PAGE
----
Large tracts of brigalow (Acacia harpophylla F. Muell. ex Benth. Mimosaceae) vegetation once covered the Queensland Brigalow Belt. Over the last century, a significant reduction in brigalow coverage has taken place (> 90%), primarily a result of land clearing for agricultural development. Despite significant loss of brigalow and its associated biodiversity, potential exists for reversing the loss, avoiding further land degradation and promoting sustainable agricultural production, through the establishment of brigalow-cropping systems. Such land-use systems are characterised by deliberate integration of stands of regrowth and remnant brigalow vegetation with areas of dryland cropping. This landscape ecology study increased knowledge and understanding of brigalow-cropping systems using two complementary investigative approaches : (1) a conventional, reductionist, quantitative approach ; and (2) a holistic, qualitative approach. The first approach was used to investigate brigalow-cropping systems from agronomic, hydrological and ecological perspectives. These perspectives provided insight into aspects of brigalow-cropping system function, structure and composition. The second approach looked at brigalow-cropping systems from the Goethean perspective. This latter perspective sought to understand brigalow-cropping systems on a ‘whole-of-paddock’ basis. Each perspective constituted a discrete study, with the studies done on properties located in the Tara Shire of south-east Queensland. Specifically, the agronomic perspective looked at tree-crop competition adjacent to stands of regrowth and remnant brigalow. It found that young brigalow regrowth (< 5 years since last disturbance) did not have a negative impact on adjacent cropping. However, older brigalow regrowth (> 10 years since last disturbance) and remnant brigalow vegetation had a significant, detrimental impact on adjacent production, with tree-crop competition zones ranging from 12–47 m. Both field measurements and simulation modelling (using the Agricultural Production Systems Simulator, APSIM) suggested that reduced yield adjacent to brigalow stands was mainly due to competition for soil water. It was concluded that from a short-term economic viewpoint, integration of brigalow vegetation with dryland cropping generally incurs a production cost. The hydrological perspective investigated determinants of deep drainage and evidence for increased deep drainage in brigalow-cropping systems. Based on plant water extraction patterns, plant available water capacities, and the temporal distribution of active green leaf material, it was reasoned that the highest rates of deep drainage are likely to occur under annual cropping ; followed by regrowth brigalow and remnant brigalow vegetation. Supporting evidence for relative differences in deep drainage rates was found in soil chloride data. At one site in particular, chloride leaching had occurred following the clearing of brigalow vegetation and an eleven-year period of annual cropping. On this basis it was inferred that rates of deep drainage under cropping were greater than those occurring under adjacent regrowth and remnant brigalow. The ecological perspective looked at the floristic and structural characteristics of regrowth and remnant brigalow vegetation, in order to improve understanding of brigalow community development and ecological values in brigalow-cropping systems. It found that brigalow communities tend to follow the inhibition model with respect to their floristic development, with Acacia harpophylla being the dominant woody species. Structural development in these communities is best characterised by changes in tree cover, shrub cover, grass cover and litter cover. Overall, a considerable difference was observed between regrowth and remnant brigalow in terms of floristics and structure. At least 100 years of post-disturbance vegetation development is required before 90% of the floristic and structural characteristics of remnant brigalow will be recovered. It was concluded, however, that the ecological value of regrowth brigalow stands should not be discounted ; as they provide important habitat for both flora and fauna and are a means for increasing native vegetation cover in agricultural landscapes. The Goethean perspective looked at brigalow-cropping systems as a ‘whole’, rather than focusing on one particular element. This perspective sought to appreciate and describe a brigalow-cropping system (at the paddock scale), in qualitative, holistic terms ; based on a method developed by the German poet, playwright and natural scientist Johann Wolfgang von Goethe. The insights and understanding obtained from application of the Goethean method complemented the quantitative, analytical understanding of brigalow-cropping systems acquired from the agronomic, hydrological and ecological studies. In particular, holistic, qualitative understanding was used to redesign a brigalow-cropping system in a single paddock in a manner that was sensitive to the ‘character’ of the landscape. The two approaches to scientific investigation (quantitative and qualitative), and the insights they generated, were brought together in brigalow-cropping scenario analysis. Eight different brigalow-cropping scenarios were developed and evaluated at the paddock scale. These scenarios were derived from the present-day status quo, a conventional approach to land-use redesign and the Goethean method. A series of analyses were done to investigate economic versus ecological trade-offs for the different scenarios. These analyses were based on results from the agronomic, hydrological and ecological studies. The economic variable calculated for each scenario was total paddock yield (tonnes) ; while the ecological variables were deep drainage minimisation area (ha), native habitat area (ha) and total number of woody species (weighted index). Although deep drainage minimisation area is, strictly-speaking, a hydrological variable, for the trade-offs analysis it was considered an ecological variable, given its importance in terms of promoting the long-term health of agricultural landscapes. Using simple numerical analysis to evaluate the four variables altogether, it was found that a brigalow-cropping design directed at enhancing hydrological and ecological outcomes produced the ‘best’ result in terms of economic versus ecological trade-offs. With this particular design, a decrease in total paddock yield was offset by substantially greater gains in deep drainage minimisation area, native habitat area and total number of woody species. In contrast, a design directed at enhancing agricultural production produced the ‘worst’ trade-offs result. In the case of this latter design, an increase in total paddock yield was offset by relatively greater reductions in deep drainage minimisation area, native habitat area and total number of woody species. Overall, this thesis shows that production losses due to the integration of brigalow vegetation with cropping, can be substantially offset by ecological gains. Hence, it is worthwhile for landholders to investigate opportunities for integrating regrowth and remnant brigalow stands with dryland cropping. It is recommended that in the design of brigalow-cropping systems, conventional socio-economic and ecological considerations should be borne in mind. However, it is also important to look towards a broader range of qualitative landscape values and novel land-use conceptualisations. It is suggested that a multi-faceted approach, based on both conventional and Goethean methods for land-use redesign, will assist with the development of brigalow-cropping systems that promote the revitalisation, long-term health and sound management of fragmented landscapes ; throughout the Tara Shire and the greater Brigalow Belt.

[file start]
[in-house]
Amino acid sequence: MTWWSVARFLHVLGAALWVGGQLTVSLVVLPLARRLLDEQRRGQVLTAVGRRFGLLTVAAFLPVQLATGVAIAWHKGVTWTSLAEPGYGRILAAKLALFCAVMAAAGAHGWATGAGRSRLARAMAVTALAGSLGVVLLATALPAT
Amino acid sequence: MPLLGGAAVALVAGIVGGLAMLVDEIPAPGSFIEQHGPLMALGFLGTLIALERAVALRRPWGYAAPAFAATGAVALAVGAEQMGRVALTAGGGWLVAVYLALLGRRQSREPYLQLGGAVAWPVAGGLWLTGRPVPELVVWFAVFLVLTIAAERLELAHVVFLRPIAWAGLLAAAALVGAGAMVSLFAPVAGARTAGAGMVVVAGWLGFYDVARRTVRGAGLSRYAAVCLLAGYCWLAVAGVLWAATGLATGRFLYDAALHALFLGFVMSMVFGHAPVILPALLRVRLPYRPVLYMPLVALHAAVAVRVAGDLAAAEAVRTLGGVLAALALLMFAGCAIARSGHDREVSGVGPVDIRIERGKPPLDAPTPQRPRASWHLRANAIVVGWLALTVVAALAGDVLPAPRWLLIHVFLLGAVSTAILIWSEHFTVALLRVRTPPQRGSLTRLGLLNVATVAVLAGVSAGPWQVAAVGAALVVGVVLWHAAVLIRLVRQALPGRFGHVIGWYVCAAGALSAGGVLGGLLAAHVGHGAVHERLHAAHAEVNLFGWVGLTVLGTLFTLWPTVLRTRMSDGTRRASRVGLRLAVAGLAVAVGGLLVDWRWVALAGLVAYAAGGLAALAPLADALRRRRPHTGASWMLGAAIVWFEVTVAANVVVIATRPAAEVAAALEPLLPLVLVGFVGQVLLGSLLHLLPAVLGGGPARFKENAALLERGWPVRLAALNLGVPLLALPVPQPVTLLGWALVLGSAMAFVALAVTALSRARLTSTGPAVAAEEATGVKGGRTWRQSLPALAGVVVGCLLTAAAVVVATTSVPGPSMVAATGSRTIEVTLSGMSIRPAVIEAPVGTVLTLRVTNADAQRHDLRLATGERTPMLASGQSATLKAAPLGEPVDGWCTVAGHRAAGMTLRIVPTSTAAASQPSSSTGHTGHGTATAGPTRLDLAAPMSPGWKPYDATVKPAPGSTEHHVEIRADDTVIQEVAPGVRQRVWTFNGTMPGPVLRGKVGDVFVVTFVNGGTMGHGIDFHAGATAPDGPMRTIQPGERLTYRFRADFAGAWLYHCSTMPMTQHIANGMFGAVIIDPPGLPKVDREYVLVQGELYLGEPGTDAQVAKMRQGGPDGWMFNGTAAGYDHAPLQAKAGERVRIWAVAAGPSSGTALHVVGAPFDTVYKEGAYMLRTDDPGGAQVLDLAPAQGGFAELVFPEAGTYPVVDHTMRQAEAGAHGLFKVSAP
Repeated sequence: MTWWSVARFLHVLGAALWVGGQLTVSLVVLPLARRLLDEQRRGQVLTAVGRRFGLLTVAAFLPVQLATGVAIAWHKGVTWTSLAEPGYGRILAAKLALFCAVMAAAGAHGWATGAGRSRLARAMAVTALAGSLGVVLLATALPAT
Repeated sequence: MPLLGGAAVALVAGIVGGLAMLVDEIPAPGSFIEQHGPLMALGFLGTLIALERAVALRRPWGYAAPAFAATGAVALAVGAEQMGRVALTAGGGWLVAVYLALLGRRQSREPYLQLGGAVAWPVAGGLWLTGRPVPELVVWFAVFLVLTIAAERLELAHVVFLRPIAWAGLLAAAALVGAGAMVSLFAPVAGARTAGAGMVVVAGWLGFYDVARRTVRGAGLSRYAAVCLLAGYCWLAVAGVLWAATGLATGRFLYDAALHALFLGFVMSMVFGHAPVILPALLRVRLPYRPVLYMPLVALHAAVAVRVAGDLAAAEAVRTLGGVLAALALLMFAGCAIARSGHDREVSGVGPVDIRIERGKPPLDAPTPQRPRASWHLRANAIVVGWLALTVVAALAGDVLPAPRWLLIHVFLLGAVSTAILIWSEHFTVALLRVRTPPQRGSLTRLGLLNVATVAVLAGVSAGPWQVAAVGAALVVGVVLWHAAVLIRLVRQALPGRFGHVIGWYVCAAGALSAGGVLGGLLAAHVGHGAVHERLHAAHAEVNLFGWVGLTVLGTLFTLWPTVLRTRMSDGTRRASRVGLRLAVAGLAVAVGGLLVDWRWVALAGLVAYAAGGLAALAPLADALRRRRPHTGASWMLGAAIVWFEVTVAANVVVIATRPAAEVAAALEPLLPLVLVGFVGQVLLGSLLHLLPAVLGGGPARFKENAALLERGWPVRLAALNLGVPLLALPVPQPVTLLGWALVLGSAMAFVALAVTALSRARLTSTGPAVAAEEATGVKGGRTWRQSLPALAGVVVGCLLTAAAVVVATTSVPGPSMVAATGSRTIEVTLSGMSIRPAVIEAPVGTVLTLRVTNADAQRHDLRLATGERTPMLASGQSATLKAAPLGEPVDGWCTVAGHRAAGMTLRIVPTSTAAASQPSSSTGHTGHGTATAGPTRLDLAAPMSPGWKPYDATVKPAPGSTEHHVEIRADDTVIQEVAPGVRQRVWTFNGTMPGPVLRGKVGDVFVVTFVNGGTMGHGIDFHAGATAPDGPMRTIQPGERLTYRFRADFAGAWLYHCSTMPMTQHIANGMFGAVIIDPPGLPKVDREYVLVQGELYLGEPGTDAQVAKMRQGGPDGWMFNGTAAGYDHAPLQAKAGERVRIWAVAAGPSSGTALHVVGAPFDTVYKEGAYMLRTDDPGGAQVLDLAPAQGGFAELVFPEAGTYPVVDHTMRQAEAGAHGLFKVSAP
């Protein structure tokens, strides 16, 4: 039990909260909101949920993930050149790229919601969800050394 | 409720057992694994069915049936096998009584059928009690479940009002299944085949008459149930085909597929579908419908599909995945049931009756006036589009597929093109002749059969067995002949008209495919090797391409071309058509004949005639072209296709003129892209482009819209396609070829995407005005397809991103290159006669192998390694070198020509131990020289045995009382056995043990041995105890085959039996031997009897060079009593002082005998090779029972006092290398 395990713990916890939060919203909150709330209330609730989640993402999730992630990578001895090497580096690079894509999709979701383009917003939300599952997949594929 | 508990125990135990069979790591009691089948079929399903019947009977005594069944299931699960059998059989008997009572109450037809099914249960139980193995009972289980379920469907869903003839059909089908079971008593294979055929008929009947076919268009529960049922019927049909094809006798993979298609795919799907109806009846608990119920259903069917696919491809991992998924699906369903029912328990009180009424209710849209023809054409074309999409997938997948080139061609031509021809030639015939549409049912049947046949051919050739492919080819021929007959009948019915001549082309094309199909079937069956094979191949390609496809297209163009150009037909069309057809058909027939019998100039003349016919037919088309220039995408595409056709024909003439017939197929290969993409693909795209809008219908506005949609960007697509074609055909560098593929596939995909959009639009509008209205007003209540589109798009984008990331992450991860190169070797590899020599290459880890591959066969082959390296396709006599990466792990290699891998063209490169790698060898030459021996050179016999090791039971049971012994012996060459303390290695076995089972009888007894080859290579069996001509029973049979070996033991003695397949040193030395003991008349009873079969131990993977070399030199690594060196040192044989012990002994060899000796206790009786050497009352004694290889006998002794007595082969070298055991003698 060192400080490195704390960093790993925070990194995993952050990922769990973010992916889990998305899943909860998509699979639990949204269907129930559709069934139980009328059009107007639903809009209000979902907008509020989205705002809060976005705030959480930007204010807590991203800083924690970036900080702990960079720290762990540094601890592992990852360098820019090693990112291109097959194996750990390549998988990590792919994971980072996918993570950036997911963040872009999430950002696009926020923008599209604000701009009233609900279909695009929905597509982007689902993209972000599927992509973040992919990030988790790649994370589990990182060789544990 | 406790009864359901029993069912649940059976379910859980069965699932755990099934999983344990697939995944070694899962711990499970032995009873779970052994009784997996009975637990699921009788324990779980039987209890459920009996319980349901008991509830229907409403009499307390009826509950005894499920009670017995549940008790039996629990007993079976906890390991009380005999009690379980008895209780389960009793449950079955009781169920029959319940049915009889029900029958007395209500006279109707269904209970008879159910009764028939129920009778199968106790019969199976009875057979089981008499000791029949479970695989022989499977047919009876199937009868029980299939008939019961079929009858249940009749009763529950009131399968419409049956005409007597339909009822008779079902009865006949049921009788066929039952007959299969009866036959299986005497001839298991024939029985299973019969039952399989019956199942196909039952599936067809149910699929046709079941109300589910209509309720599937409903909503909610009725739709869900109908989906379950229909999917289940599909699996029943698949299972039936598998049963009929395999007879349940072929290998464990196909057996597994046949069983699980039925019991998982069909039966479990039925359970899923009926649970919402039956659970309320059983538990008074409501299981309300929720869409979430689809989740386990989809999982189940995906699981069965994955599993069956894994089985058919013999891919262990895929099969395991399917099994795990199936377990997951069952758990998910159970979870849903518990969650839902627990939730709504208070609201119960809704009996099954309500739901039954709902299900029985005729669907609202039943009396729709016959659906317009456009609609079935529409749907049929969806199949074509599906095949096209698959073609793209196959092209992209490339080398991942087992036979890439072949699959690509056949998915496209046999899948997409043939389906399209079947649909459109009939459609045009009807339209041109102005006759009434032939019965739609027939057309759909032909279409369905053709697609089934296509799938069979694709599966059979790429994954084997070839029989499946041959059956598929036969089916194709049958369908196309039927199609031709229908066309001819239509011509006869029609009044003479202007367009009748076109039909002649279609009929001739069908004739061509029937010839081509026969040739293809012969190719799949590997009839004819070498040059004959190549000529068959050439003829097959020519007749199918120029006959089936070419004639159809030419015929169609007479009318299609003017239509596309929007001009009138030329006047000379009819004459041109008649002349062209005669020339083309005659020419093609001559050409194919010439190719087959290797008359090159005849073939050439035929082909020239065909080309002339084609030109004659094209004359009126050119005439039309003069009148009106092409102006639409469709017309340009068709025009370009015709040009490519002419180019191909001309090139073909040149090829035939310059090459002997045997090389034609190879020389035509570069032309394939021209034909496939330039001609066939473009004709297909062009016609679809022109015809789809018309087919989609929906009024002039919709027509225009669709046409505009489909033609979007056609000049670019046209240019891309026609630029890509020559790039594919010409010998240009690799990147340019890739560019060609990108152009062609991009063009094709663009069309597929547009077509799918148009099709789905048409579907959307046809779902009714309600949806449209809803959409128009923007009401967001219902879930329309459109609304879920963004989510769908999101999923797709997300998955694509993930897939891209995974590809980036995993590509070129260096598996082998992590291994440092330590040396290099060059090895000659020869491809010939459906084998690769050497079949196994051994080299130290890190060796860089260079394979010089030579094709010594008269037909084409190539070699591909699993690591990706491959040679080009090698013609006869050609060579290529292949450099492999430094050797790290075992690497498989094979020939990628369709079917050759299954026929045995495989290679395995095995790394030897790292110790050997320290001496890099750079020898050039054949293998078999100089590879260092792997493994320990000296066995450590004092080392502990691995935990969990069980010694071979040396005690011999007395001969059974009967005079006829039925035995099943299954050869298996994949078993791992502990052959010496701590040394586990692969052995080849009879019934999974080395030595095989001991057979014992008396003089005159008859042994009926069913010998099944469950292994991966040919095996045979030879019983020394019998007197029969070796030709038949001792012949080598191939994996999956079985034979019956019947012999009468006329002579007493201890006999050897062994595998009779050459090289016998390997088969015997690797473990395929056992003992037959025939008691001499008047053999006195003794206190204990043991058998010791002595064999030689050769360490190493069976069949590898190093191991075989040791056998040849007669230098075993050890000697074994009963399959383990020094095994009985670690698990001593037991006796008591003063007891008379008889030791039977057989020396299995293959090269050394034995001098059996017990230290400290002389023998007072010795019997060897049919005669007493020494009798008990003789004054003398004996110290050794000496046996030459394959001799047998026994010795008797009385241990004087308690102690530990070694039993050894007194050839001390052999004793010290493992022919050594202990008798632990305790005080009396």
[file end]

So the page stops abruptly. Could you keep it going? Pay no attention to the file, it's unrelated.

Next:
Mots clés : brigalow • Acacia harpophylla • Brigalow Belt • biodiversity • dryland cropping • brigalow-cropping systems • South-East Queensland


Page publiée le 12 septembre 2007, mise à jour le 30 mai 2017